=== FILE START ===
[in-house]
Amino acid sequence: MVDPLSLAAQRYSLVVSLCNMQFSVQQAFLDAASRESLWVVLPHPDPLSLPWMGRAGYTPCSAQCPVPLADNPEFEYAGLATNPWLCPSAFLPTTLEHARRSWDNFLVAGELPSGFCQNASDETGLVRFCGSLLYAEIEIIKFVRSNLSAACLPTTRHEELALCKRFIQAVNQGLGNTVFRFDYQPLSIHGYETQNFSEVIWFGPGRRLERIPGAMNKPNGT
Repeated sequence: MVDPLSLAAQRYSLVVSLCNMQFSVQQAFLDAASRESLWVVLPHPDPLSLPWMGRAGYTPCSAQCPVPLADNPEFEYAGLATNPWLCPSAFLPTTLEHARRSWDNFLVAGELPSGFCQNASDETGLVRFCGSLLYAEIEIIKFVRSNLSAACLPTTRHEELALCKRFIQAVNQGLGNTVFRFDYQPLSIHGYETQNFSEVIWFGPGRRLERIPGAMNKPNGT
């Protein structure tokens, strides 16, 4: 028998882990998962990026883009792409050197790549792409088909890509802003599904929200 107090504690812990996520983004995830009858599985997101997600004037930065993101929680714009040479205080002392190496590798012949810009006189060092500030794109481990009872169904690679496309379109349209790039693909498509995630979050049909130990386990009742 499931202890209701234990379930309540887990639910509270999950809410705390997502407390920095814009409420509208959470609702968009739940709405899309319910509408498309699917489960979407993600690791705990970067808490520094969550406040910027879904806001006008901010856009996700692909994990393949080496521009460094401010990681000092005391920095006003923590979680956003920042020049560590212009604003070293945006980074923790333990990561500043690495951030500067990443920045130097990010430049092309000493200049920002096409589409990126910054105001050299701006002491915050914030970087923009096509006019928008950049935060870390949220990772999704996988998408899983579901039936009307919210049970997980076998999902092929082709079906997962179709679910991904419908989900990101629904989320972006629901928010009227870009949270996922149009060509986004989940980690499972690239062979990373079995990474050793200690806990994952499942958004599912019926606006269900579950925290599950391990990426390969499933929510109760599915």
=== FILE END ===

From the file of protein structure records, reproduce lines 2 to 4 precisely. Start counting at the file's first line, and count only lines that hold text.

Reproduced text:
Amino acid sequence: MVDPLSLAAQRYSLVVSLCNMQFSVQQAFLDAASRESLWVVLPHPDPLSLPWMGRAGYTPCSAQCPVPLADNPEFEYAGLATNPWLCPSAFLPTTLEHARRSWDNFLVAGELPSGFCQNASDETGLVRFCGSLLYAEIEIIKFVRSNLSAACLPTTRHEELALCKRFIQAVNQGLGNTVFRFDYQPLSIHGYETQNFSEVIWFGPGRRLERIPGAMNKPNGT
Repeated sequence: MVDPLSLAAQRYSLVVSLCNMQFSVQQAFLDAASRESLWVVLPHPDPLSLPWMGRAGYTPCSAQCPVPLADNPEFEYAGLATNPWLCPSAFLPTTLEHARRSWDNFLVAGELPSGFCQNASDETGLVRFCGSLLYAEIEIIKFVRSNLSAACLPTTRHEELALCKRFIQAVNQGLGNTVFRFDYQPLSIHGYETQNFSEVIWFGPGRRLERIPGAMNKPNGT
């Protein structure tokens, strides 16, 4: 028998882990998962990026883009792409050197790549792409088909890509802003599904929200 107090504690812990996520983004995830009858599985997101997600004037930065993101929680714009040479205080002392190496590798012949810009006189060092500030794109481990009872169904690679496309379109349209790039693909498509995630979050049909130990386990009742 499931202890209701234990379930309540887990639910509270999950809410705390997502407390920095814009409420509208959470609702968009739940709405899309319910509408498309699917489960979407993600690791705990970067808490520094969550406040910027879904806001006008901010856009996700692909994990393949080496521009460094401010990681000092005391920095006003923590979680956003920042020049560590212009604003070293945006980074923790333990990561500043690495951030500067990443920045130097990010430049092309000493200049920002096409589409990126910054105001050299701006002491915050914030970087923009096509006019928008950049935060870390949220990772999704996988998408899983579901039936009307919210049970997980076998999902092929082709079906997962179709679910991904419908989900990101629904989320972006629901928010009227870009949270996922149009060509986004989940980690499972690239062979990373079995990474050793200690806990994952499942958004599912019926606006269900579950925290599950391990990426390969499933929510109760599915």